Oppenheimer Funds, one of the bigger players of 529 college savings plans with $4 billion under management, has been sued by the state of Oregon for gambling on exotic derivatives in the Oregon 529 College Savings Network. Oppenheimer’s ill-fated bets eventually resulted in $36 million in losses.
In the complaint filed April 13, Oregon contends that Oppenheimer Funds made aggressive and inappropriate investments with the Oppenheimer Core Bond, yet described the fund as a “conservative” and “ultraconservative” plan. In filing the lawsuit against Oppenheimer, Oregon becomes the first state in the nation to sue the money manager on behalf of investors in its 529 college savings plan.
According to an April 14 article in the Wall Street Journal, the Oppenheimer Core Bond fund made significantly riskier investments beginning in late 2007 or early 2008. Ultimately, those risks translated into the fund losing more than 35% of its value in 2008, plus another 10% in the first three months of 2009. By comparison, the fund’s benchmark, the Barclays Capital Aggregate Bond Index, gained 5% in 2008 and has held even this year, according to the complaint.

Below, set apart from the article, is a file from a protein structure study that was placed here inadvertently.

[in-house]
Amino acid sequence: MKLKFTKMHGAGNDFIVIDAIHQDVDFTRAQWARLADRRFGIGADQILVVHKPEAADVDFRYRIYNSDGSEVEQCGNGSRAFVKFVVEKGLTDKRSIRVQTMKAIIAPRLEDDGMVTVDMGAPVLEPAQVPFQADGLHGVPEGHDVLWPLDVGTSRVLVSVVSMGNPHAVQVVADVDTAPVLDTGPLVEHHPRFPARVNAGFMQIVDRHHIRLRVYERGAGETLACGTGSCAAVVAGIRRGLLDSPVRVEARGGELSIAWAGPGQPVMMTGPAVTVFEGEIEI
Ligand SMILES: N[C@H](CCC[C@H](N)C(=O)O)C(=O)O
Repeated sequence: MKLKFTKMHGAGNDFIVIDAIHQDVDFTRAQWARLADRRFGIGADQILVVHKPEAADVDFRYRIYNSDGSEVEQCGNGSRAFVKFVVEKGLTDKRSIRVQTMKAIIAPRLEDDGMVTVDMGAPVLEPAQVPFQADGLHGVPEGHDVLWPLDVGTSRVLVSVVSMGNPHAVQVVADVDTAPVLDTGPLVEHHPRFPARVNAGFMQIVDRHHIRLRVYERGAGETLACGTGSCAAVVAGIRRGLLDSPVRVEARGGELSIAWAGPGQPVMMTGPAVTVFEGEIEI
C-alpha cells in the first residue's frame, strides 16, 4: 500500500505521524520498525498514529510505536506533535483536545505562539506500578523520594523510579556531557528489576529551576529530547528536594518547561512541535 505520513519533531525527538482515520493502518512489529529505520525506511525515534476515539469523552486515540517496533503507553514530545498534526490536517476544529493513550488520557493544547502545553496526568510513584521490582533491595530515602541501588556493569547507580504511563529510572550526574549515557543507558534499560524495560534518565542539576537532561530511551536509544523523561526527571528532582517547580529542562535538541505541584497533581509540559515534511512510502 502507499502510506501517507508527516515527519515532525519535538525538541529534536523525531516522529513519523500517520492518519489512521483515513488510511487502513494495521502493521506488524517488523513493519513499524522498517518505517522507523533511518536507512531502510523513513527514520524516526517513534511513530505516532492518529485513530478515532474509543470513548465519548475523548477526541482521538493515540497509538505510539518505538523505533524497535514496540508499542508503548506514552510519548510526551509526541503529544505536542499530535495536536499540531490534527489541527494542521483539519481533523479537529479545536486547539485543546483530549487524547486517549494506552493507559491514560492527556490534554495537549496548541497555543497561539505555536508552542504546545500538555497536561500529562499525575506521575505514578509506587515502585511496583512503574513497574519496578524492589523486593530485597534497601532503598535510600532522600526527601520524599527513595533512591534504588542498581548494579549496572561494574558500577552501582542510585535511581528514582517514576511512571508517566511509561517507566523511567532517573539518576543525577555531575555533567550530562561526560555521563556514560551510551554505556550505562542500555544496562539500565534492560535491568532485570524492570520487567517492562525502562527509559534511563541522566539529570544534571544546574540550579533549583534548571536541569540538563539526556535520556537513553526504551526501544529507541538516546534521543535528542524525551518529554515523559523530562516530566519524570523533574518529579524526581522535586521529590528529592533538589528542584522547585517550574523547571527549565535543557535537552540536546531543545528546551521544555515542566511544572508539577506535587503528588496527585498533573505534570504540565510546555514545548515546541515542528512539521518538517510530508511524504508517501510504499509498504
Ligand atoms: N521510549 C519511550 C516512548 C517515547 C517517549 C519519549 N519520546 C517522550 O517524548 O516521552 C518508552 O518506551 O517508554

The investments that Oppenheimer Funds gambled on included exotic instruments and high risk debt, all of which would be considered unsuitable for individuals saving for college, says the complaint.
Total return swaps and credit default swaps further added to the massive financial losses experienced by the Oppenheimer Core Bond Fund. Specifically, the Core Bond Fund entered into agreements with companies such as Lehman Brothers, American Insurance Group (AIG), Merrill Lynch, Citigroup and General Motors, agreeing to cover losses if they defaulted on their bonds. When those companies began to experience financial difficulties, with some, like Lehman Brothers, forced to file bankruptcy, the Oppenheimer Core Fund’s liability, and losses, became huge.
Four other states: Illinois, Texas, New Mexico and Maine, have sustained similar losses in their Oppenheimer Funds managed college savings plans. They also are considering lawsuits.